John Singer Sargent is one of the late-nineteenth century’s most celebrated portrait painters, but little was known of his earlier work in seascapes and coastal scenes – until now.
Sargent and the Sea at the Royal Academy of Arts provides a fascinating look at Sargent’s early work and his early stages of development as an artist.
During his youth, Sargent travelled widely, and this exhibition includes work from the artist on his travels aged just 18. By the age of 20, Sargent was already producing awe-inspiring work.
His 1876 seascapes capture his transatlantic crossing perfectly, especially the turbulent Atlantic Storm and the calm and seducing Atlantic Sunset.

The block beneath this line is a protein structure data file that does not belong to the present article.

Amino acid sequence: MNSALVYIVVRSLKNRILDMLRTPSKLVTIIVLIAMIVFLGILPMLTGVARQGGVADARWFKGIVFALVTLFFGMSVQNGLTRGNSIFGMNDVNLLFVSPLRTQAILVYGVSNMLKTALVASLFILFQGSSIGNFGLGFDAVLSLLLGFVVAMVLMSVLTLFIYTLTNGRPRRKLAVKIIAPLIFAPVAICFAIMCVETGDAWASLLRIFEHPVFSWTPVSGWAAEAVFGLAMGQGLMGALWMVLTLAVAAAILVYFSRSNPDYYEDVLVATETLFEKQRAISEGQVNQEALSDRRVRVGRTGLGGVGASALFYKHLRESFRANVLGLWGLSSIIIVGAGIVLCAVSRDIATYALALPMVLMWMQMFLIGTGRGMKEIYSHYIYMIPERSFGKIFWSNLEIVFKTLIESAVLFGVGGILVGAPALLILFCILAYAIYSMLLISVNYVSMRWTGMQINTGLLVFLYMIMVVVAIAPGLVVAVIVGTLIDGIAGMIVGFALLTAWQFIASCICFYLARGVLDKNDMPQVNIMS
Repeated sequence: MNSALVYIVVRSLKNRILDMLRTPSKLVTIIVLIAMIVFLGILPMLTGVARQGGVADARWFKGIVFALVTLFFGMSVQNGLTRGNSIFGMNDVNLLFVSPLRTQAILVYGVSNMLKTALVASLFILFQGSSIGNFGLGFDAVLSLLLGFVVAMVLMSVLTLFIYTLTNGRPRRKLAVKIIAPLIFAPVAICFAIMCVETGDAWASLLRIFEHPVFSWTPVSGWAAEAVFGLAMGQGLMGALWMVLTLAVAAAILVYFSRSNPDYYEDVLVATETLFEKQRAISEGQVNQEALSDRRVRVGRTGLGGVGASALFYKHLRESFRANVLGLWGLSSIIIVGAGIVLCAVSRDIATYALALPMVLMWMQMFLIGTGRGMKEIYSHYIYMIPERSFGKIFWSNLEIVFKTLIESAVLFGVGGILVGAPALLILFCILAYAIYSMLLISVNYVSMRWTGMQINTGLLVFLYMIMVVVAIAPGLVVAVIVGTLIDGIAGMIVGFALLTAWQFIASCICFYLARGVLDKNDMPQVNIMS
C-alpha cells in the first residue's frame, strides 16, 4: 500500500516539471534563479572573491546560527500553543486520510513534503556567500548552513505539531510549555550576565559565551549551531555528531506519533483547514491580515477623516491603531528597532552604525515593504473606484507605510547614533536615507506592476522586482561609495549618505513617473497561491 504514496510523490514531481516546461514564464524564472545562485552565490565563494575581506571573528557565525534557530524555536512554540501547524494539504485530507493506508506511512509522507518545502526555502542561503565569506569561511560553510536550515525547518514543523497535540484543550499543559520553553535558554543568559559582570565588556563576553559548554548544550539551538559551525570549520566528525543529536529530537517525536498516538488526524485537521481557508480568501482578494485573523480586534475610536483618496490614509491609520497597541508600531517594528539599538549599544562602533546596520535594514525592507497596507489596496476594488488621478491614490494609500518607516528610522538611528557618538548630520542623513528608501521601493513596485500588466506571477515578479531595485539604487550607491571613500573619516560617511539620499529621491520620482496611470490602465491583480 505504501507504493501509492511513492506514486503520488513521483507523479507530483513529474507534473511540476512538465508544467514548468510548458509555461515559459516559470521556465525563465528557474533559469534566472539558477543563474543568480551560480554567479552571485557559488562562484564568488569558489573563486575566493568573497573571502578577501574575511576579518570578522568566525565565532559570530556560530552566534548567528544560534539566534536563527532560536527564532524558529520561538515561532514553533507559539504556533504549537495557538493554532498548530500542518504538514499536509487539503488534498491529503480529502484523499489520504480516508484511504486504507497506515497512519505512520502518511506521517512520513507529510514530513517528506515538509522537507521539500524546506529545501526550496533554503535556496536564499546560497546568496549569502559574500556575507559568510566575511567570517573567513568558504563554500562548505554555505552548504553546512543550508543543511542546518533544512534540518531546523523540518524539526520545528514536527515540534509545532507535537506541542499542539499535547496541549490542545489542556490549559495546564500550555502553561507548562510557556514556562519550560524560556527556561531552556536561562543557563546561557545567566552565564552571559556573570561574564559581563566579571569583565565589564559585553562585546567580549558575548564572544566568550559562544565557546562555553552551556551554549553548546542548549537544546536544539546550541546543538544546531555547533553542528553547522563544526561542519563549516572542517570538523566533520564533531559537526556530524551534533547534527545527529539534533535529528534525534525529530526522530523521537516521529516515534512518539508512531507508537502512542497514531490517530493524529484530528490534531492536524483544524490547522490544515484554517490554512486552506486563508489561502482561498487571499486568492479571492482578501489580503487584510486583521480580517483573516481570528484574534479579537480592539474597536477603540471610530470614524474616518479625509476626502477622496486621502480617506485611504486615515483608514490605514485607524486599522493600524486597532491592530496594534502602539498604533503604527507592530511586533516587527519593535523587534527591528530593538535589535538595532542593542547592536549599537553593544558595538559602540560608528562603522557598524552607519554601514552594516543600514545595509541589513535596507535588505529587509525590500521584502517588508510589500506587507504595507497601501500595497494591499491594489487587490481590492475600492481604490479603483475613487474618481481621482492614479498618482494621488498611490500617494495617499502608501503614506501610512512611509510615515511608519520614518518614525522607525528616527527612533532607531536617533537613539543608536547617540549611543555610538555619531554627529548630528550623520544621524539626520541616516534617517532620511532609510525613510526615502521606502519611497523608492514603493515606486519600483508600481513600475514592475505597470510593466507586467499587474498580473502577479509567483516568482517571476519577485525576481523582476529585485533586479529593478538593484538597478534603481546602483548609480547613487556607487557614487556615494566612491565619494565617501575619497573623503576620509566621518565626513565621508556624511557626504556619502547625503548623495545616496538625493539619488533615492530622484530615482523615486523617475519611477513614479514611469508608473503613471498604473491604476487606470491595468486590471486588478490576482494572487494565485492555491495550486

A year later on a trip to Brittany, the young Sargent painted stunning coastal scenes, encapsulated by En Route Pour la PÃªche (Setting Out to Fish). His terrific attention to detail on the figures in this beach scene shows early signs of his focus on portraiture later in life.
An extensive collection of detailed sketches allude to Singer’s fascination with figure and form, culminating in numerous paintings of local children on a trip to Capri in 1878.
Royal Academy curator Ann Dumas said: â€œWe’re familiar with his highly successful work as a portraitist, so it’s very interesting to discover the extraordinarily talented and precocious artist he was in his earlier years.â€